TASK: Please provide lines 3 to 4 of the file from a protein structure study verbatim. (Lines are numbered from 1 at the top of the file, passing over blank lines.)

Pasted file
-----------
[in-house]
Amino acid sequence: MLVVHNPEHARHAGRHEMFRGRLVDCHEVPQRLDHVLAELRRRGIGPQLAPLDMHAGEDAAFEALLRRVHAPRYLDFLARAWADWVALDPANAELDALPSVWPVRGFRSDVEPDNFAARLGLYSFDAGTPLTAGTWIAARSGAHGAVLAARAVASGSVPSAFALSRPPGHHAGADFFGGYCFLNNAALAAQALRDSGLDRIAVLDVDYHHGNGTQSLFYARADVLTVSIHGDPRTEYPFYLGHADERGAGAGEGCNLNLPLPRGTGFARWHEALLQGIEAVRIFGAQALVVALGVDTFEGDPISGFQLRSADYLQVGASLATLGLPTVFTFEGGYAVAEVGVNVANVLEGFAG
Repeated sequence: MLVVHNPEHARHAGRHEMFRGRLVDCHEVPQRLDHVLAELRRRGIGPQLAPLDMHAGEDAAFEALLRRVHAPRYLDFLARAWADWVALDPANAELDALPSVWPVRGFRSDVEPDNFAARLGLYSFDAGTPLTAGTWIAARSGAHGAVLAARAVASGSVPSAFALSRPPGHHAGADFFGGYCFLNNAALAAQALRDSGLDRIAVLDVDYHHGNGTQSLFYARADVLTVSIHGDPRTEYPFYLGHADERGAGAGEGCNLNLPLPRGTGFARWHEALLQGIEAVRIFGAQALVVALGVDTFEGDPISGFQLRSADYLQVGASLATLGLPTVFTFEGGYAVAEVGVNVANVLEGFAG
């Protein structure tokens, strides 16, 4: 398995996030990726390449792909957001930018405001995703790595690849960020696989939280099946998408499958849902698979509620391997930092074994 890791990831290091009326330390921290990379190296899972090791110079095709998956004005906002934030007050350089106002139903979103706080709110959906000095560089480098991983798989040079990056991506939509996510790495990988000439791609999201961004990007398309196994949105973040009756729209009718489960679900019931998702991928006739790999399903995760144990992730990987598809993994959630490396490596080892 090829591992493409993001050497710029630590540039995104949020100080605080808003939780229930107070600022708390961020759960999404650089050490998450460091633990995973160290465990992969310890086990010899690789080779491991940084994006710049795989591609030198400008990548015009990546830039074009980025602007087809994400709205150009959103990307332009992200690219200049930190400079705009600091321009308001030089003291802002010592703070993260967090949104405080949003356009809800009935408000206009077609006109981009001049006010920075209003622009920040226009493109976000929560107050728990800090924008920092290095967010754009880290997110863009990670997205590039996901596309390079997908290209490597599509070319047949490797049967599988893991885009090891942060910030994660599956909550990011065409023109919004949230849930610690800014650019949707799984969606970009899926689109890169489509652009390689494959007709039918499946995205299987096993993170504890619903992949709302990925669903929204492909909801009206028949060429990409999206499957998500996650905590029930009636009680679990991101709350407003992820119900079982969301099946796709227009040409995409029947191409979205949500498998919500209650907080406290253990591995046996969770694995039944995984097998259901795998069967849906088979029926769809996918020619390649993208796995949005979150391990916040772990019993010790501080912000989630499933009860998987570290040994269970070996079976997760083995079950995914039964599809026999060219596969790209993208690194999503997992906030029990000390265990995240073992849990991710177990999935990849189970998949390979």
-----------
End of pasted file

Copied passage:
Repeated sequence: MLVVHNPEHARHAGRHEMFRGRLVDCHEVPQRLDHVLAELRRRGIGPQLAPLDMHAGEDAAFEALLRRVHAPRYLDFLARAWADWVALDPANAELDALPSVWPVRGFRSDVEPDNFAARLGLYSFDAGTPLTAGTWIAARSGAHGAVLAARAVASGSVPSAFALSRPPGHHAGADFFGGYCFLNNAALAAQALRDSGLDRIAVLDVDYHHGNGTQSLFYARADVLTVSIHGDPRTEYPFYLGHADERGAGAGEGCNLNLPLPRGTGFARWHEALLQGIEAVRIFGAQALVVALGVDTFEGDPISGFQLRSADYLQVGASLATLGLPTVFTFEGGYAVAEVGVNVANVLEGFAG
């Protein structure tokens, strides 16, 4: 398995996030990726390449792909957001930018405001995703790595690849960020696989939280099946998408499958849902698979509620391997930092074994 890791990831290091009326330390921290990379190296899972090791110079095709998956004005906002934030007050350089106002139903979103706080709110959906000095560089480098991983798989040079990056991506939509996510790495990988000439791609999201961004990007398309196994949105973040009756729209009718489960679900019931998702991928006739790999399903995760144990992730990987598809993994959630490396490596080892 090829591992493409993001050497710029630590540039995104949020100080605080808003939780229930107070600022708390961020759960999404650089050490998450460091633990995973160290465990992969310890086990010899690789080779491991940084994006710049795989591609030198400008990548015009990546830039074009980025602007087809994400709205150009959103990307332009992200690219200049930190400079705009600091321009308001030089003291802002010592703070993260967090949104405080949003356009809800009935408000206009077609006109981009001049006010920075209003622009920040226009493109976000929560107050728990800090924008920092290095967010754009880290997110863009990670997205590039996901596309390079997908290209490597599509070319047949490797049967599988893991885009090891942060910030994660599956909550990011065409023109919004949230849930610690800014650019949707799984969606970009899926689109890169489509652009390689494959007709039918499946995205299987096993993170504890619903992949709302990925669903929204492909909801009206028949060429990409999206499957998500996650905590029930009636009680679990991101709350407003992820119900079982969301099946796709227009040409995409029947191409979205949500498998919500209650907080406290253990591995046996969770694995039944995984097998259901795998069967849906088979029926769809996918020619390649993208796995949005979150391990916040772990019993010790501080912000989630499933009860998987570290040994269970070996079976997760083995079950995914039964599809026999060219596969790209993208690194999503997992906030029990000390265990995240073992849990991710177990999935990849189970998949390979």